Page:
Budo and Experimentation

The Japanese martial arts, for the most part, adhere and follow the overarching philosophy of budo. Budo, or Martial Way, strives to develop the practitioner into a polite, courteous, and productive member of society. Traditionally and within this budo philosophy, many instructors place their students through the rote practice of mental, physical, and spiritual techniques … Continue reading Budo and Experimentation

Interview with Hawaiian Kenshi Michael Sone: A Sone Kendo History of Hawaii Part II

Like many American Japanese in Hawaii – as Michael Sone terms many like him – Sone began his kendo training at an early age under his grandfather, Tetsunosuke Sone. Under him, he learned traditional kendo, emphasizing on the virtues one’s character through the use of the sword. Now leading the Mitsune Dojo, Sone took some … Continue reading Interview with Hawaiian Kenshi Michael Sone: A Sone Kendo History of Hawaii Part II

Interview with Hawaiian Kenshi Michael Sone: A Sone Kendo History in Hawaii Part I

Like many American Japanese in Hawaii – as Michael Sone terms many like him – Sone began his kendo training at an early age under his grandfather, Tetsunosuke Sone. Under him, he learned traditional kendo, emphasizing on the virtues one’s character through the use of the sword. Now leading the Mitsune Dojo, Sone took some … Continue reading Interview with Hawaiian Kenshi Michael Sone: A Sone Kendo History in Hawaii Part I

Four Strikes with Hawaiian Kenshi Jack Yamada: The Kenshikan

Jack Yamada began training kendo under his father, Katsumi Yamada, at a young age. His father headed the Kenshikan Dojo for two decades before passing the position to Garrett Matsumoto. Today, Jack Yamada talks about some of the history of Kenshikan and his father. All images provided by Jack Yamada. Martial Arts of Yesterday, Today, … Continue reading Four Strikes with Hawaiian Kenshi Jack Yamada: The Kenshikan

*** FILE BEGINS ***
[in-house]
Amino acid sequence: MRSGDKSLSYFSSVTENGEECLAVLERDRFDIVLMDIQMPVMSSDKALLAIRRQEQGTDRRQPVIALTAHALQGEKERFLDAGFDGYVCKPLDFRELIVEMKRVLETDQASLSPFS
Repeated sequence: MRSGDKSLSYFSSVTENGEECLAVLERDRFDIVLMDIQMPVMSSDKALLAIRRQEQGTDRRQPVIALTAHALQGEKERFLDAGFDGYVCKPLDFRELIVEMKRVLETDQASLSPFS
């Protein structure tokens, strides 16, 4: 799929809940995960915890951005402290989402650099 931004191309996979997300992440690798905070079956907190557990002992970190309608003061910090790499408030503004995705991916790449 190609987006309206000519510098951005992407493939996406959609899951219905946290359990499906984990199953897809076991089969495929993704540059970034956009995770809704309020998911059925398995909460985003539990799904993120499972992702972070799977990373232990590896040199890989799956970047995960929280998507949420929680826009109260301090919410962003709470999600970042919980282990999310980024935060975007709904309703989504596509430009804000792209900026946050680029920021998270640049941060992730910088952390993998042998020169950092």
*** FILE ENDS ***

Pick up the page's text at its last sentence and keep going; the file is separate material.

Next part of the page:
Reflecting Alexander Bennett’s Culture of the Sword

Bennett, Alexander. Kendo: Culture of the Sword. 24th ed. Oakland, California: University of California Press, 2015. Upon first opening Alexander Bennett’s book, I did not know what to fully expect. I know little about kendo training and its subtle movements and skills with the shinai, let alone a succinct history of the art. Bennett, however, … Continue reading Reflecting Alexander Bennett’s Culture of the Sword

Interview with Longtime Kenshi Tom Bolling: Kendo in the Pacific Northwest, Part II

Beginning his kendo training in the late 1970s, Tom Bolling saw the kendo community of the Pacific Northwest grow. He currently teaches at a number of kendo clubs in the Washington area. Bolling took some time from his busy teaching schedule to talk to us about the growth of kendo in the Pacific Northwest, notable … Continue reading Interview with Longtime Kenshi Tom Bolling: Kendo in the Pacific Northwest, Part II

Interview with USAF Technical Committee Member Andy Demko: The Early Years in the American Northeast

Andy Demko began training martial arts and combat sports while he was in high school. After seeing an aikido class at Youngstown University, he joined, eventually meeting Koichi Tohei and Yoshimitsu Yamada in the mid-1960s. He later opened his Aikido Center of New Castle in 1971. Today, Demko discusses the fledgling years of aikido in … Continue reading Interview with USAF Technical Committee Member Andy Demko: The Early Years in the American Northeast